As a famous viral 2014 Forbes article noted, the poorest state, Mississippi, is still richer on a per-capita basis than the UK (the empire that once ruled a quarter of the world a little over a century ago). America’s culture of self-sufficiency and atomistic individualism, like ‘negative rights’, is protective against the sort of unrest seen elsewhere in the world.

Of course, that’s not to say there are not real, tangible occurrences of unrest in the US. Jan 6th was obviously a big deal. But the major difference is such unrest tends to be much more self-limited and does last that long. The Jan 6th protests lasted just hours. Same for the George Floyd riots, which abruptly stopped after Biden won. Or why no one talks about kneeling anymore after it was such a big deal in 2017-2019. The convergence of corporations and activism is like making a BLM fist pump with one hand and holding a Starbucks 16-oz cup in the other. ‘No Racism’ stenciled on the endzones goes together with CTE like American Empress and unfunny comedians.

Same for ‘DEI’ and ‘ESG’, the latest successors to ‘CRT’ and ‘cultural Marxism’, which have fallen out of favor online. I think DEI is the quintessential ‘bullshit job’, but otherwise top tech companies seem quite meritocratic. Look at all the recent tech firings…Mark Zuckerberg and other CEOs have given ultimatums about employees not ‘putting in 200%’. Or how much scrutiny goes into hiring, such as phone interviews and long technical interviews, none of which have anything to do with diversity. It would be better if companies did not have DEI, but it’s not the end of the world either.

It just goes to show how staged it all is, on either side of the aisle. Like the news cycle changing, when the script changes, so does the performers. It’s hard to not become cynical to the whole thing.

But despite the ephemerality of protests and outrages, many of America’s problems seem to be of a more intractable or hopeless nature. A year later, no one has any idea what to do about Putin. And although not as bad as Western Europe or Turkey, 7% annual inflation is still quite a shock from 0-2% annual inflation pre-2021 that Americans had become accustomed to.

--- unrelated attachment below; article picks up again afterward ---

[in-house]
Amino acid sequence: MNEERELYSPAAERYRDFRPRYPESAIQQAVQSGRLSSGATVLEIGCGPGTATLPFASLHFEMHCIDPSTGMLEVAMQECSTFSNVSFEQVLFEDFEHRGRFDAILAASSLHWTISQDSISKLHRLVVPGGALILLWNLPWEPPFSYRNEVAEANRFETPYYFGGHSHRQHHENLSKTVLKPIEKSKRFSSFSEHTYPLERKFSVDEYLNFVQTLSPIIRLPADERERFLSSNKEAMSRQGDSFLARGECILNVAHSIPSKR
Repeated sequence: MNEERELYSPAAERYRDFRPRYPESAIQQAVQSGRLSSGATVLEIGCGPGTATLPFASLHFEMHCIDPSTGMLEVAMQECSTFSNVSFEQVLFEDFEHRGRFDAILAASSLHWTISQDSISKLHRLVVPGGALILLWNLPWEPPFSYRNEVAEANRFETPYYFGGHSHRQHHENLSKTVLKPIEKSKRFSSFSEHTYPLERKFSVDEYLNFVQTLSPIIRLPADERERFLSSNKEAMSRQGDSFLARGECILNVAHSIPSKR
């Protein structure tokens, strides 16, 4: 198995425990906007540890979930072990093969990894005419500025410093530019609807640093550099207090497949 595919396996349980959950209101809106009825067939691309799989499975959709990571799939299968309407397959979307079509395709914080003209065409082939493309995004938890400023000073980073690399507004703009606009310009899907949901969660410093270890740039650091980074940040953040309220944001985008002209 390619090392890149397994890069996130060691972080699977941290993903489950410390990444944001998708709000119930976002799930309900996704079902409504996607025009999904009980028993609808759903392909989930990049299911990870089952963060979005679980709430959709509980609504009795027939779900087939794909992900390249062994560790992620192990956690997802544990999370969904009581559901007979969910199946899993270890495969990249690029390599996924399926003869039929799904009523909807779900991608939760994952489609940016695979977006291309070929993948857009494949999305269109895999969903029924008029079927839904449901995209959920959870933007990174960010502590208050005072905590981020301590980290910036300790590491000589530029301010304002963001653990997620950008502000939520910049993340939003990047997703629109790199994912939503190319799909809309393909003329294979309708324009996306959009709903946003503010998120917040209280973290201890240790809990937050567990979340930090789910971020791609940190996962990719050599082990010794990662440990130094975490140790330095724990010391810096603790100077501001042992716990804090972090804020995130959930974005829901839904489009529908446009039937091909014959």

Nothing seems to work…watching the fed trying to fight inflation is like a 2-year-old trying to figure out how to insert the correct shapes into the holes of one of those toy boxes. A decade of ‘easy money’ policy has finally come to a head. Or that obesity epidemic in the US, which keeps getting worse despite food manufacturers literally making the packages smaller. None of these things are going to get better anytime soon.

Same for increased political and ideological division and polarization. It’s not that Americans cannot see eye to eye figuratively, but literally too. On the road, the red truck-class are elevated above the blue car-class.

Or loss of social trust and general unease. Rather than major civil unrest, there will be an increase of small crimes, like shoplifting, in addition to increased homelessness, opioid abuse, and mental illness. You will be able to feel the tension in the air, as if strangers are liable to snap on a hair trigger. Expect more public freakouts and random acts of violence, caught on smartphones and viral on social media. Like the Superbowl, the annual mass shooting has become another tradition in America.

American politics has been described as paranoid, but being the biggest and most successful nation in the world understandably comes with the fear of suddenly losing it all or being second place. The loss of civic trust and the gradual decay of cultural and social institutions, unlike UFOs, is real and is not something that will just go away like whatever current thing that momentarily takes our attention away.